House Speaker J. Dennis Hastert (R-Ill.) said Sunday that Congress would pass a resolution Tuesday to allow Reagan's body to lie in state at the Capitol.

Reagan's flag-draped coffin is scheduled to arrive in a military jet at Andrews Air Force Base at 5 p.m. EDT (2 p.m. PDT) Wednesday. An hour later, near the Ellipse, in back of the White House, the Army's Washington Military District plans to transfer the casket from a hearse to the horse-drawn caisson for the formal procession to the Capitol.

After a lying-in-state ceremony, Reagan's coffin will rest in the Rotunda for public viewing from 8:30 p.m. through the night. The public will also be able to pay their respects Thursday.

The last president to lie in state at the Capitol was Lyndon B. Johnson in 1973. The family of Richard Nixon, who died in 1994, declined the honor.

The Capitol departure ceremony is scheduled for 10:30 a.m. EDT (7:30 a.m. PDT) Friday, and the casket will then travel to the National Cathedral. Former Missouri Sen. John C. Danforth, an Episcopal priest who was recently nominated as U.S. ambassador to the United Nations, will lead the service, which begins at 11:30 a.m. EDT (8:30 a.m. PDT).

Drake said the honorary pallbearers in Washington, as in California, will be Frederick J. Ryan Jr., chairman of the board of the Ronald Reagan Presidential Foundation; entertainer-businessman Merv Griffin; Michael K. Deaver, a key Reagan White House aide; Charles Wick, a movie-industry investor; and John Hutton, a physician who cared for Reagan while he was in the White House.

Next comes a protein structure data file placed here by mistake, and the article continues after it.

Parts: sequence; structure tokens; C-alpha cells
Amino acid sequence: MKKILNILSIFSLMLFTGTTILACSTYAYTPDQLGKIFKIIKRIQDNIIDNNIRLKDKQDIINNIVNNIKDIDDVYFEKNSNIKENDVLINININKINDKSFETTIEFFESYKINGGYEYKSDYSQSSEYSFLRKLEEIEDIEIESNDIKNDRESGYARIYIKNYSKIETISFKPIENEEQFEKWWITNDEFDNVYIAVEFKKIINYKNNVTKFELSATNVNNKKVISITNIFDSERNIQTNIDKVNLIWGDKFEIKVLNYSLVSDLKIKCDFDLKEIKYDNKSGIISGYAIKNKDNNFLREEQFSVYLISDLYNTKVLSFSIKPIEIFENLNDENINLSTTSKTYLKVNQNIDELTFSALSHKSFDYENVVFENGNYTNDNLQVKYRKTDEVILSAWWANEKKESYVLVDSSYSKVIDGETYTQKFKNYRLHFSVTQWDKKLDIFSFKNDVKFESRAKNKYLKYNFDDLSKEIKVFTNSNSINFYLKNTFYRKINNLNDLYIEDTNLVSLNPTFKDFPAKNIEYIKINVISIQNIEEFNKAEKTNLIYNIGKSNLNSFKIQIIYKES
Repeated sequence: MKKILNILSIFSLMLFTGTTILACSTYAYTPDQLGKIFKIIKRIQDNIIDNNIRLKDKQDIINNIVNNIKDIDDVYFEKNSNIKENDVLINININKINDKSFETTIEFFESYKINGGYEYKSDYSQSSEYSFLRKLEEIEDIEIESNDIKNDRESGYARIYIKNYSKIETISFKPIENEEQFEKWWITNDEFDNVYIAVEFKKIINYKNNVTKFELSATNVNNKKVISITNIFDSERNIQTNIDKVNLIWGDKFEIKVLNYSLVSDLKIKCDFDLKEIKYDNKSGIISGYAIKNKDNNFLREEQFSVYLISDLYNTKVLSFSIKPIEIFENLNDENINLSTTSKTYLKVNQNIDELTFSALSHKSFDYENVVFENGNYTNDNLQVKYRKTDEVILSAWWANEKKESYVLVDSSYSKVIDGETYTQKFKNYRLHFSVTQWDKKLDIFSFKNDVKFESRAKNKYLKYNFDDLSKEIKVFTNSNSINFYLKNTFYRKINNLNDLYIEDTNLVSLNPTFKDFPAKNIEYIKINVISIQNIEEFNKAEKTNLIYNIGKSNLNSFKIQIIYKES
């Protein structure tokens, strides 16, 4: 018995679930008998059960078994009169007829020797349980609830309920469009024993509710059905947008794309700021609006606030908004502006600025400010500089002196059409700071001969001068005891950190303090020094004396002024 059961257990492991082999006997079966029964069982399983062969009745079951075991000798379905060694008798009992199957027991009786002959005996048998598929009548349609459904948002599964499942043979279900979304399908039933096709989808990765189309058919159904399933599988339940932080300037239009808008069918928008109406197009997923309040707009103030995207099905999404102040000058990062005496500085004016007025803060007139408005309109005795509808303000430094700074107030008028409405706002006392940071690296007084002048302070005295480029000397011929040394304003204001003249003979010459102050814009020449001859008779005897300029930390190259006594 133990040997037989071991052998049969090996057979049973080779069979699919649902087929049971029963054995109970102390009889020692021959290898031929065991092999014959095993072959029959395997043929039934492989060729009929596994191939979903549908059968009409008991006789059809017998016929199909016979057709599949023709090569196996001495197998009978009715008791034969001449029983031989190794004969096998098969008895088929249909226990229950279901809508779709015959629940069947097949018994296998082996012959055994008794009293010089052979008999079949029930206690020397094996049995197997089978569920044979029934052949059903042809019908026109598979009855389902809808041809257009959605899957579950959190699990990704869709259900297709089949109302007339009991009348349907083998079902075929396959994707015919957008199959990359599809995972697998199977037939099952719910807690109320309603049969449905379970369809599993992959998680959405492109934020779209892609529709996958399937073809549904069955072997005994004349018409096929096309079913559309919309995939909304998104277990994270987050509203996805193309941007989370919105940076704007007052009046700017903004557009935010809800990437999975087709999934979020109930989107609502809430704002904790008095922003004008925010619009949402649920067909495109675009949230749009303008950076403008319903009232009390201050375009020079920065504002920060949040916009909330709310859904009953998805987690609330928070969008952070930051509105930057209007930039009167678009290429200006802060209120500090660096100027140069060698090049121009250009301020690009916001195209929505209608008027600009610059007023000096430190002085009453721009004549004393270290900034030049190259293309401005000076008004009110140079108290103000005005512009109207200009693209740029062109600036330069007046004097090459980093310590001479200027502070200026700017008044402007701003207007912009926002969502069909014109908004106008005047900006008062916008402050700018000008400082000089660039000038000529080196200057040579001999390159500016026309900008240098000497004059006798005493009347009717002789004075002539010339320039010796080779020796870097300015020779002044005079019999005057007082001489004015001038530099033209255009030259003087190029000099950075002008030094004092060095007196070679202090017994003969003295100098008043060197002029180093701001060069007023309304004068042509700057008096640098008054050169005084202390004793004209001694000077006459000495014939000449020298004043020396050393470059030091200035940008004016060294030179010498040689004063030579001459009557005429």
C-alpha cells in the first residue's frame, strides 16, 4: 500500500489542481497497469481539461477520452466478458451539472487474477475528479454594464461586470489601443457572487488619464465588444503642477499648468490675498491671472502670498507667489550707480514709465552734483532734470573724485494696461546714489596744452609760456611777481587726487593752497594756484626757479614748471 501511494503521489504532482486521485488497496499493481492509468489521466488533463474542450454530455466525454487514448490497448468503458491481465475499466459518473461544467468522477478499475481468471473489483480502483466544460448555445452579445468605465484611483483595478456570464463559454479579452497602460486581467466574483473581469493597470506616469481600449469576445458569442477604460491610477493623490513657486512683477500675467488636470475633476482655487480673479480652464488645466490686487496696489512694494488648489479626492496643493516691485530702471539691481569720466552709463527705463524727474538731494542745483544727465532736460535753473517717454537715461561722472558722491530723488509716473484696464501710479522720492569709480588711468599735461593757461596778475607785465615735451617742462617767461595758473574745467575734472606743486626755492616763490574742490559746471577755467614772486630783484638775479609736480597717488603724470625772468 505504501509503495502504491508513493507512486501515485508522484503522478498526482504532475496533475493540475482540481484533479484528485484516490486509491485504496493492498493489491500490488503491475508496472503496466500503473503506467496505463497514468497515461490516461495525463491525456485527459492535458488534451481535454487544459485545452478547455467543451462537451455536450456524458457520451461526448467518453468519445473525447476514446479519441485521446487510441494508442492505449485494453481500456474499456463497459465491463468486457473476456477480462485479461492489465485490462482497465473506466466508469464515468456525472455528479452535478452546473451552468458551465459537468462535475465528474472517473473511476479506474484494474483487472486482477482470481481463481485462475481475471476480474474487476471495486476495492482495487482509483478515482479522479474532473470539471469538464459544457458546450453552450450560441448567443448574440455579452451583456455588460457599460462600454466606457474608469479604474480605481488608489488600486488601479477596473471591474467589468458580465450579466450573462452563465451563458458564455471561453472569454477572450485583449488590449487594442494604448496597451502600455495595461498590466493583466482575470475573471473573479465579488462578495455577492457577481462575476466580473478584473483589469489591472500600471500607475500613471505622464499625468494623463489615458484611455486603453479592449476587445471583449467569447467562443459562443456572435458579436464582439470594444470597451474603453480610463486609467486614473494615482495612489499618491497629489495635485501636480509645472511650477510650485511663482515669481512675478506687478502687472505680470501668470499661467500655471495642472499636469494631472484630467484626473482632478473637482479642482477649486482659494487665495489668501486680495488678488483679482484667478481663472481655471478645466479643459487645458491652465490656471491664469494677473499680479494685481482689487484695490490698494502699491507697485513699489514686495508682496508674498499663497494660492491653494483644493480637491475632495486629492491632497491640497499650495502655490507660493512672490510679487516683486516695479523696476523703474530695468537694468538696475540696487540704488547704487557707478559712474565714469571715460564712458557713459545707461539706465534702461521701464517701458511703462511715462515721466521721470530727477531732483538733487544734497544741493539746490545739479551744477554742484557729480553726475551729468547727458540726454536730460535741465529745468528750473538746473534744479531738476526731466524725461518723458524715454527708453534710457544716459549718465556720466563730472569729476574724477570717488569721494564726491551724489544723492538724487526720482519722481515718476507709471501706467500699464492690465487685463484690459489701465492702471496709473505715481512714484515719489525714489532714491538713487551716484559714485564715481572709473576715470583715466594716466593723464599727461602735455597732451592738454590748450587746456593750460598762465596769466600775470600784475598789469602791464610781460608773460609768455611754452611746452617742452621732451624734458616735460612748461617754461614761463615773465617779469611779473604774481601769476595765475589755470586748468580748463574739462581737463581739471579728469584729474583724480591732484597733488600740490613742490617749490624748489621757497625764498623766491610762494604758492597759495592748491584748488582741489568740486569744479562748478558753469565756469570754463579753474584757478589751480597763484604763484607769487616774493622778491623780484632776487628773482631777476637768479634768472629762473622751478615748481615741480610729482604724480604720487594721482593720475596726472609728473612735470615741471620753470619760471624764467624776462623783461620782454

Because of the number of dignitaries expected, the Secret Service will be in charge of security. Motorcades will vary speeds intentionally. Drivers should expect traffic delays, said Lt. Ohene Gyapong, a spokesman for the U.S. Army's Military District of Washington, which conducts state ceremonies for presidents.

The White House announced Sunday night that government offices, except for those essential for national security, would be closed Friday.

A law enforcement meeting today is expected to determine how large a crowd will be accommodated along the motorcade and procession routes, and what restrictions will be in place.

Within the limestone and stained-glass walls of the cathedral, an invitation-only crowd is expected to include current and former heads of state, from the United States and abroad, and other luminaries. The cathedral can seat more than 3,000. "Every seat will be filled," said Tate, a former press secretary to Nancy Reagan.

The Reagans picked the music and the speakers. "They were both involved," Tate said.

The plans were fine-tuned in recent years in a series of meetings in Washington attended by Ryan, Deaver, Tate and Robert Higdon, a family friend.

"Some of it was advance work, just getting phone numbers," Tate said.

In the end, the Washington events are largely prescribed by history and tradition. For all the fusillades, flags and trumpets, "the personal part is the burial," Tate said.